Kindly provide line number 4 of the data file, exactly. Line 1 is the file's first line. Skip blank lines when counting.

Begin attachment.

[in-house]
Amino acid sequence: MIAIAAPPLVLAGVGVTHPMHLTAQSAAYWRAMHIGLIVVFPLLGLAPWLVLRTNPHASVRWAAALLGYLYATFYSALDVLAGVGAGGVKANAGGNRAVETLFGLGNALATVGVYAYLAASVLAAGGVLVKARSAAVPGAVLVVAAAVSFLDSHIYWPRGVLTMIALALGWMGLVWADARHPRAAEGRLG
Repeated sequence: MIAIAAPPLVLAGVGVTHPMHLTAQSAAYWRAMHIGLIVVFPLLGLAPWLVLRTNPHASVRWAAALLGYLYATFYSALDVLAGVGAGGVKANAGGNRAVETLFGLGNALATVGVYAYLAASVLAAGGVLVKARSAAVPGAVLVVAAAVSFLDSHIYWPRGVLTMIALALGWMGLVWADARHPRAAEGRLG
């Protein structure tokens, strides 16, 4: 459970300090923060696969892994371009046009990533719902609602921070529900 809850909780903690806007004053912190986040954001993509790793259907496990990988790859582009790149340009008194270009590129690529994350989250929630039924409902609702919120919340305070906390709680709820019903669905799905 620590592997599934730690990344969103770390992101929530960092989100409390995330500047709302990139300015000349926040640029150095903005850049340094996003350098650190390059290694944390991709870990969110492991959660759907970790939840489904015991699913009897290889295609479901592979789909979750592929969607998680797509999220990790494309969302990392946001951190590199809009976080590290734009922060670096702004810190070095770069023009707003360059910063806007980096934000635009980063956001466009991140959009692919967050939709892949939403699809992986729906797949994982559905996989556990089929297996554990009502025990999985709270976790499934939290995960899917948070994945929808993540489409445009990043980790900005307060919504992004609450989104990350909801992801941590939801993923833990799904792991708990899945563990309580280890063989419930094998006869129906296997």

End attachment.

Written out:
């Protein structure tokens, strides 16, 4: 459970300090923060696969892994371009046009990533719902609602921070529900 809850909780903690806007004053912190986040954001993509790793259907496990990988790859582009790149340009008194270009590129690529994350989250929630039924409902609702919120919340305070906390709680709820019903669905799905 620590592997599934730690990344969103770390992101929530960092989100409390995330500047709302990139300015000349926040640029150095903005850049340094996003350098650190390059290694944390991709870990969110492991959660759907970790939840489904015991699913009897290889295609479901592979789909979750592929969607998680797509999220990790494309969302990392946001951190590199809009976080590290734009922060670096702004810190070095770069023009707003360059910063806007980096934000635009980063956001466009991140959009692919967050939709892949939403699809992986729906797949994982559905996989556990089929297996554990009502025990999985709270976790499934939290995960899917948070994945929808993540489409445009990043980790900005307060919504992004609450989104990350909801992801941590939801993923833990799904792991708990899945563990309580280890063989419930094998006869129906296997």